I use decoction mashes with my big Belgians, but I use a two-stepped sacc. rest. Barley starch doesn't fully gelatinize under 149*, so I do a step at 145-ish, then pull a decoction to raise the temp up to 158-160. At that temp the enzymes denature within 30-45min, but most of the conversion is done already, and the enzymes are just working on the newly-liberated starches.
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Offline gordonstrong

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Re: Decotion in a strong dark Belgian?
« Reply #7 on: March 03, 2011, 10:47:00 PM »
Inappropriate?  Not if it works for you.  It won't do anything of your beer to make it out of style, if that's what you're worrying about.  It's not traditional, but it won't break anything.

You might get a richer malt flavor (not a problem), more color development (not a problem), and better attenuation (not a problem).

There are certainly easier ways to mash out, but you didn't ask that.  So I'd guess you just wanted to try this technique.  It's as good a place as any to give it a go.

If lautering is your problem, you can also try a thinner mash, a slower runoff rate, and rice hulls.
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Offline narvin

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Re: Decotion in a strong dark Belgian?
« Reply #8 on: March 04, 2011, 06:40:53 AM »
If you pull a thin decoction (all liquid) and only boil it briefly, I doubt you will see any flavor or color changes.  It's not traditional, as others have mentioned, but I don't see any reason not to do it.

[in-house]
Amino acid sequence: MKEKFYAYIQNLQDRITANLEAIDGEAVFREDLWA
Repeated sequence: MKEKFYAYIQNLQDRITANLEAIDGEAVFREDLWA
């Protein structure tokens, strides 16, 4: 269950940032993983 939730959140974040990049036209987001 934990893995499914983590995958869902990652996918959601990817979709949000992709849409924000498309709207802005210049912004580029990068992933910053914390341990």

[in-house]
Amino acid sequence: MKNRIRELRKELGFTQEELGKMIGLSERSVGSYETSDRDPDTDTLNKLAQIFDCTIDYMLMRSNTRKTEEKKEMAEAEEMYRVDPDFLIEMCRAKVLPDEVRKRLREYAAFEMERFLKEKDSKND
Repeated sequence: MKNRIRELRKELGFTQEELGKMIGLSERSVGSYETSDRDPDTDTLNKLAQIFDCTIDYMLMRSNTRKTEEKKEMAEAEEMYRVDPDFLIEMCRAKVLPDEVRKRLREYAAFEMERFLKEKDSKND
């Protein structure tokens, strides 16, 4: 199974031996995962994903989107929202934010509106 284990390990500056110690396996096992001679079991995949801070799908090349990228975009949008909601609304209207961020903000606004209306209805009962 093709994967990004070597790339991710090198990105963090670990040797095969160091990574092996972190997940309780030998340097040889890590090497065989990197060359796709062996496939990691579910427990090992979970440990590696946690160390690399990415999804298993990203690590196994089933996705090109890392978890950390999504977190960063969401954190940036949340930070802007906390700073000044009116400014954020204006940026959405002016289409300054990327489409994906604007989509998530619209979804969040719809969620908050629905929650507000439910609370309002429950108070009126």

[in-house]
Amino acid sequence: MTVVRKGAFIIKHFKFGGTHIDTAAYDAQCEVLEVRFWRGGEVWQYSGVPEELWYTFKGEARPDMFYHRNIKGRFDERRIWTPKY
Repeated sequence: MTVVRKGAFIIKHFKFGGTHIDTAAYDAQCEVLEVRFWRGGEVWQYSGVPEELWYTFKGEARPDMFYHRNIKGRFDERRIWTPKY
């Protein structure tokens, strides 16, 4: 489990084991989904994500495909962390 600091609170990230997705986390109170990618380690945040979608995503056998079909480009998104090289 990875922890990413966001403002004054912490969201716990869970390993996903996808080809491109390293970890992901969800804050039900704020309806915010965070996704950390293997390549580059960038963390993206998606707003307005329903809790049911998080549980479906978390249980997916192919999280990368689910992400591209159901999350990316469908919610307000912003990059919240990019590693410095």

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Offline yeastmaster

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Re: Decotion in a strong dark Belgian?
« Reply #9 on: March 04, 2011, 06:43:13 PM »
If you pull a thin decoction (all liquid) and only boil it briefly, I doubt you will see any flavor or color changes.  It's not traditional, as others have mentioned, but I don't see any reason not to do it.

This is exactly what I ended up doing and it worked out great.  The sweet wort tasted pretty good and fermented pretty vigorously.  I haven't tried a post fermentation sample yet for flavor or gravity.  The whole batch was a bit of an experiment but I have high hopes for it. 8)

Offline tomsawyer

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Re: Decotion in a strong dark Belgian?
« Reply #10 on: March 05, 2011, 06:26:32 AM »
I don't think your efficiency would have suffered from a step mashout.  I've been doing no-sparge and adding my entire sparge volume as a mashout, and my efficiency has barely been affected (<5% difference).  Thats compared to single infusion/no mashout/batch sparge.  I think the mashout compensates a bit for the lack of a second extraction, I'm finding I get a little more body this way which is most likely from the stimulation of alpha-amylase late in the mash.
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Offline ndcube

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Re: Decotion in a strong dark Belgian?
« Reply #11 on: March 05, 2011, 06:32:47 AM »
I use decoction mashes with my big Belgians, but I use a two-stepped sacc. rest. Barley starch doesn't fully gelatinize under 149*, so I do a step at 145-ish, then pull a decoction to raise the temp up to 158-160. At that temp the enzymes denature within 30-45min, but most of the conversion is done already, and the enzymes are just working on the newly-liberated starches.

This is what I like to do except I switched to infusions (less messy).  No need to worry about having enough water/room for a mashout.  Just skip it since your batch sparging.